Higgins entered the transfer portal in spring 2021 and reached out to Jensen and Sorenson, who were involved with his national teams during high school. Nick James and Matt Malcom, another southwest Iowa native and former Golden Eagles Wrestling Club and MWC Wrestling Academy member, hosted him during his campus visit.

“I clicked with all of those guys and decided that I didn’t want to end my career on a bad note,” Higgins said. “I figured I’d give it a shot to come wrestle closer to home in Nebraska.”

At UNK, Higgins found the leadership and support he needed to regain his love and passion for the sport. He values the “family aspect” and personal relationships he’s developed with his teammates and coaches.

“They care just as much about you off the mat as they do when you’re on it,” he said.

On the mat, Higgins is a “very talented” wrestler with a strong skill set and high IQ, according to Jensen.

“He’s very tactical in the way that he competes,” the UNK coach said. “He understands positions very well. His timing and the way he reacts to opponents’ attacks to give himself an opportunity to score are things you really can’t teach.”

Higgins went 21-7 during his first season in Kearney, including a 17-1 record after moving up to 184 pounds, and earned first-team All-MIAA recognition. He finished third at the 2022 Division II Championships, and the Lopers won their fourth national title.

‘You want to see those guys do better than you ever did’

This season, his final at UNK, has been a “process of ups and downs.”

Higgins tried rehabbing his foot injury over the summer, but that didn’t work. He decided to have surgery in September, less than two months before the season started.

“Right now, I’m focused on regaining that trust and feeling comfortable and confident on the mat again,” he said. “It’s a little frustrating, as you can imagine, feeling a little limited in what you can do.”

The two-time All-American made his season debut Jan. 5 at the National Duals in Cedar Falls, Iowa, where UNK finished fifth as a team. Their only loss came against second-ranked Lander University.

Higgins is currently 7-2 on the season and ranked 12th nationally by the National Wrestling Coaches Association. Seventh-ranked UNK is 18-3 as a team, including reserves, with 12 straight dual victories heading into Friday night’s showdown against top-ranked Central Oklahoma at the Health and Sports Center.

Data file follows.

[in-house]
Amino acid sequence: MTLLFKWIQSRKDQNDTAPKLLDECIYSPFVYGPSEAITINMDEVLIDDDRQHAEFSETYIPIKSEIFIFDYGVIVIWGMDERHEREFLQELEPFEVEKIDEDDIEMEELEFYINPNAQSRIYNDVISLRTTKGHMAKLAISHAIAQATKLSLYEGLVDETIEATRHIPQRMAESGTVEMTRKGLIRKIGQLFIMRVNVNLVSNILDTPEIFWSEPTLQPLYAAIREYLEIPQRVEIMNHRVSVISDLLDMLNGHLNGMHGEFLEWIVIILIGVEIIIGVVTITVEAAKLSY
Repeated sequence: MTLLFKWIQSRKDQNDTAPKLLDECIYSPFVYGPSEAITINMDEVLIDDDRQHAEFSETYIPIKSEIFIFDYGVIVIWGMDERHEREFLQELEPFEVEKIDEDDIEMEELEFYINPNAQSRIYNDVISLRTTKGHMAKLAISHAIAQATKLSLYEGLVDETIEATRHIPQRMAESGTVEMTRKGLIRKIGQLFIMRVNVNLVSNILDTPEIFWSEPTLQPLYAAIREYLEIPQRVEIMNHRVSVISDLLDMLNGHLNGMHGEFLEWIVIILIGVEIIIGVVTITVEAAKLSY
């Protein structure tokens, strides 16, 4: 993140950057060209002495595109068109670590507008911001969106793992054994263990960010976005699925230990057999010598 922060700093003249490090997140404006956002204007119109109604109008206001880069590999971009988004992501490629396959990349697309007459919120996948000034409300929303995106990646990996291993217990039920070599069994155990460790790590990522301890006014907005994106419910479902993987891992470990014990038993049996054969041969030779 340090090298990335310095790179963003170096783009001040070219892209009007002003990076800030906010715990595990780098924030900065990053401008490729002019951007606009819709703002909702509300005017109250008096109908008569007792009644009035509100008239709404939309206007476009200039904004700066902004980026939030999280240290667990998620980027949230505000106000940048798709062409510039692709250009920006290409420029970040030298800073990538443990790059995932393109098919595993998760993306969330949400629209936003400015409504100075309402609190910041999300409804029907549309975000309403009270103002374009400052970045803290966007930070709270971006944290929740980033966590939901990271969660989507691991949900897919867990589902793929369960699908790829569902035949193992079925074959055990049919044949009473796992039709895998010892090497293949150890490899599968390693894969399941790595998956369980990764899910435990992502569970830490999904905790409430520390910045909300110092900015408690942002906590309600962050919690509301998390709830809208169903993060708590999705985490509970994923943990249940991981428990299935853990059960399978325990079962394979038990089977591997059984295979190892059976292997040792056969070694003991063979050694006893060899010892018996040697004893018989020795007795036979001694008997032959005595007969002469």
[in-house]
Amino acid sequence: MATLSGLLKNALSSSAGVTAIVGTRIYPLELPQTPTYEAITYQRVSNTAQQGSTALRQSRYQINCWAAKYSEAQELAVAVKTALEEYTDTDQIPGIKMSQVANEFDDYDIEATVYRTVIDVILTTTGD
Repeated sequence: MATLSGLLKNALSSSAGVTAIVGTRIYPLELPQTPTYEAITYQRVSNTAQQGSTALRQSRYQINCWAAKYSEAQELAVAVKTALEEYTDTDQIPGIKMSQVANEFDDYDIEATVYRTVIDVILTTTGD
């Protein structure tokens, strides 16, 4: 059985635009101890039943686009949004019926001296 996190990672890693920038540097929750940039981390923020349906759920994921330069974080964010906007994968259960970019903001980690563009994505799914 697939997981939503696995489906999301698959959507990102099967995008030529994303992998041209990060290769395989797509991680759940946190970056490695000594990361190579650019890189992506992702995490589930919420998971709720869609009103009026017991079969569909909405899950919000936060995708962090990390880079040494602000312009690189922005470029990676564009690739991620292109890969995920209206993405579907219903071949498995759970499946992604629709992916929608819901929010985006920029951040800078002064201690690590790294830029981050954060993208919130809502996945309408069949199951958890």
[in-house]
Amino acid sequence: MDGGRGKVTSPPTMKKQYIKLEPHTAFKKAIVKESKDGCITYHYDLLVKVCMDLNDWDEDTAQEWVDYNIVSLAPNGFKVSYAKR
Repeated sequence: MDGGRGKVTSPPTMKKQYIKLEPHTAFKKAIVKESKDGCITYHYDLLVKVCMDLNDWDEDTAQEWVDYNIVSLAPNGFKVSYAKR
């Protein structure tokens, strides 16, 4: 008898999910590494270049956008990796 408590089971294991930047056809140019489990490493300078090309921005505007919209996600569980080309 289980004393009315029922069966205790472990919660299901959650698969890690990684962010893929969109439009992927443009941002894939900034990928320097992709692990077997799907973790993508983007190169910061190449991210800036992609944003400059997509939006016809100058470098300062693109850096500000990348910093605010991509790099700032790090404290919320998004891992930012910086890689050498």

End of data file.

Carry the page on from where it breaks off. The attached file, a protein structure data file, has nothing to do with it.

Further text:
The Lopers have six wrestlers ranked in the top 12 nationally, but they only start three seniors – Higgins, fellow sixth-year senior John Burger and James, a fifth-year senior from Kearney. A freshman and six sophomores round out the lineup.

At 25 years old, Higgins has enjoyed watching those younger guys flourish.

“We have a lot of guys who really bought into the program, and that’s cool to see,” he said. “They’ve seen things that I’ve done or seen things that Nick James has done, and they’re going to surpass them. That’s kind of what this program is about. You want to see those guys do better than you ever did.”

Personally, Higgins doesn’t think he has anything left to prove. And that’s a freeing feeling.

“Last year, I was ranked No. 1 all year and I put so much pressure on myself thinking, ‘I gotta keep it. I gotta keep it. I gotta keep it.’ Then I thought I might not be able to wrestle again, so I’m just enjoying it,” he said.

Of course, the perfect ending would be a national championship next month in Wichita, Kansas.

“All of the talent and skill is there,” Jensen said of his chances. “Once he gets back into the full groove of things, he’s undoubtedly a guy who can go contend for that title this year.”

In Higgins’ mind, he already won by transferring to UNK, where he’ll receive a master’s degree in kinesiology and sport sciences this summer.

“I feel like I’ve grown as a man here,” he said. “It allowed me to kind of gain control of my life at a time when it seemed so out of control. That’s what this program has done for me, more than putting my name up on a wall or any accolades that I do or don’t get this year. I get to leave here knowing that I really made a difference, and it made more of an impact on me.”